When the user connects the mobile device app with the app running in the Confluence instance for the first time, an authentication object for the mobile access is generated. The user has to submit his username and password to authenticate her- or himself.
The app uses basic authentication via a https connection to do that. Every authentication object created in that way is unique to the user and the device.
A user can use multiple devices. Each device creates a new authentication object.
The generated authentication object that is saved in the Confluence app is saved in the active objects storage and consists of the following information:
userKey → the Confluence User Key of the authenticated user;
token → a 'type 4 (pseudo randomly generated) UUID' which is randomly generated for each access token;
createDate → the current date/time;
valid → is set to true at the beginning.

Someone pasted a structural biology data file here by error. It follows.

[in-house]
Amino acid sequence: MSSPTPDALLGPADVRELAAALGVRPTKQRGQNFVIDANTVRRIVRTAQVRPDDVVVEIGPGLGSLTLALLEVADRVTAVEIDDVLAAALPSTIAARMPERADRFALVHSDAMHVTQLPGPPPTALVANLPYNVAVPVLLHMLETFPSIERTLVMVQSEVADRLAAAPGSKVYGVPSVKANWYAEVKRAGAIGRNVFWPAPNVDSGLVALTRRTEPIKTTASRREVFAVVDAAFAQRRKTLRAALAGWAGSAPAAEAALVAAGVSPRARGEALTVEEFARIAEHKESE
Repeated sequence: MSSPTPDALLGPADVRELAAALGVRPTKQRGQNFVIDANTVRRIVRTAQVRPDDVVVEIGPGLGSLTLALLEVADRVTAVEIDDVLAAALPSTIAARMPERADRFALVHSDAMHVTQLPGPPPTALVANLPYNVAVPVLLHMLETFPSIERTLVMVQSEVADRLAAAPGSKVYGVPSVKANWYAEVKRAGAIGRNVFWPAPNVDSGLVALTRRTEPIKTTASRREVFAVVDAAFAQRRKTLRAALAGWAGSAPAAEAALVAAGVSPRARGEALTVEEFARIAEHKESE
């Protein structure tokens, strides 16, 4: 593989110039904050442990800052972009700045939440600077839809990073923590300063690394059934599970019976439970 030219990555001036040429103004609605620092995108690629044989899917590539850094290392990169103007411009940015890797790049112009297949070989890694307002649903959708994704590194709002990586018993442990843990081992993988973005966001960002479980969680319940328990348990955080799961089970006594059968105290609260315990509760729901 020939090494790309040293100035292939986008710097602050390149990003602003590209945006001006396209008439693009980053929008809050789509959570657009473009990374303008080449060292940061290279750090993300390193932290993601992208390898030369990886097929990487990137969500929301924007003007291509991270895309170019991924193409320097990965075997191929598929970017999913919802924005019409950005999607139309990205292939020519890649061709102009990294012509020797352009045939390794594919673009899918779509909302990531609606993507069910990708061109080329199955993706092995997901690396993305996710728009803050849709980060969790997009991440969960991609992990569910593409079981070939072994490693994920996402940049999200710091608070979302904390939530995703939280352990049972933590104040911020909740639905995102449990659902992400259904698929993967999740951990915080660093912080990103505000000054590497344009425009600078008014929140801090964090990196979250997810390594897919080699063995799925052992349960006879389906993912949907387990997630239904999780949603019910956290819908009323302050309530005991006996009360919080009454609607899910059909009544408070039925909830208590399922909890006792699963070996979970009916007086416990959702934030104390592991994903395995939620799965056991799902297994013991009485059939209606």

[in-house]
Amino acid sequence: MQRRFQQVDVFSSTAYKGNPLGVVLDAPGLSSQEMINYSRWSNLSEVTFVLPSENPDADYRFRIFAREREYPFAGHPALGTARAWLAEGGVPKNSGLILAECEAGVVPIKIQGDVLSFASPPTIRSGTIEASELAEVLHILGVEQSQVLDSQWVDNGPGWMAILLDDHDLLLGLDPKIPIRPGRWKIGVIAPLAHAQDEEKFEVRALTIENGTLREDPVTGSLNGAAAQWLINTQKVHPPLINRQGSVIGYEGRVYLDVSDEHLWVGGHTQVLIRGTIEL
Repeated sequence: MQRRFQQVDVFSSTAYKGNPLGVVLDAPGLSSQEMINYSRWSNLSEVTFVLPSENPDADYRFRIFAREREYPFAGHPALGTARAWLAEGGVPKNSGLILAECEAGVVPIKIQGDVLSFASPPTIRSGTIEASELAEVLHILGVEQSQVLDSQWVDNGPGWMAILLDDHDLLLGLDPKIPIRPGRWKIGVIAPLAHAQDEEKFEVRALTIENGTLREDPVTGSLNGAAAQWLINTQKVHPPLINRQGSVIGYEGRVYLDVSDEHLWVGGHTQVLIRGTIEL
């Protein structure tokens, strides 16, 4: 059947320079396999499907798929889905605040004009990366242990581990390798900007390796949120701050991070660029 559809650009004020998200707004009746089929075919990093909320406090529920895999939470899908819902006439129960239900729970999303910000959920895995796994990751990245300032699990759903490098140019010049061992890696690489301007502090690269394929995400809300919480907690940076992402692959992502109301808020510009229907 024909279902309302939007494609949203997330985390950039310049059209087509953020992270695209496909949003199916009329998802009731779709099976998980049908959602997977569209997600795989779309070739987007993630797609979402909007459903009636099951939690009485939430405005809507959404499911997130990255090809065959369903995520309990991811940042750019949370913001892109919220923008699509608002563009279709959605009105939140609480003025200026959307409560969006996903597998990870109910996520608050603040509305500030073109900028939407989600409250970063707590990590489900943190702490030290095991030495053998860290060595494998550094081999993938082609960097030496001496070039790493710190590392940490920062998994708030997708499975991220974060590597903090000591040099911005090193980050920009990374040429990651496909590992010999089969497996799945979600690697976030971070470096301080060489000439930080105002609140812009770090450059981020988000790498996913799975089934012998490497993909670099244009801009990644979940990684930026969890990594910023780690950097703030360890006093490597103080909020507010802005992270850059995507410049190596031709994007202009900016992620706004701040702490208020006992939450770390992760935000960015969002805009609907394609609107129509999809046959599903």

After the authentication object is generated, the mobile app sends a device name to the backend to append to the authentication object. It uses the device manufacturer and the device model (both information are obtained through cordova).
Authentication after initial token exchange
The mobile app gets the generated token from the authentication object as a response and saves it on the device. Further communication uses this token in the following way:
The token is used as an additional header: `X-LINCHPIN-TOKEN`;
The Confluence app uses a servlet filter, which does the following steps:
looks up the user associated with the token;
creates a Trusted Request using Confluence API calls with the user;
the trusted request that uses the intentioned URL is executed and the result is passed back to the mobile app. Using this trusted request mechanism ensures that the call respects the permissions associated with the user.
Due to the token using the associated user as a reference for the trusted requests, there are three options to secure access from malicious requests:
Changing the user permissions will limit the content the user is able to see.
Deleting or disabling the user will deny access for any associated authentication objects.
Deleting the authentication object will deny the access from the specified device (only the admin can delete authentication objects).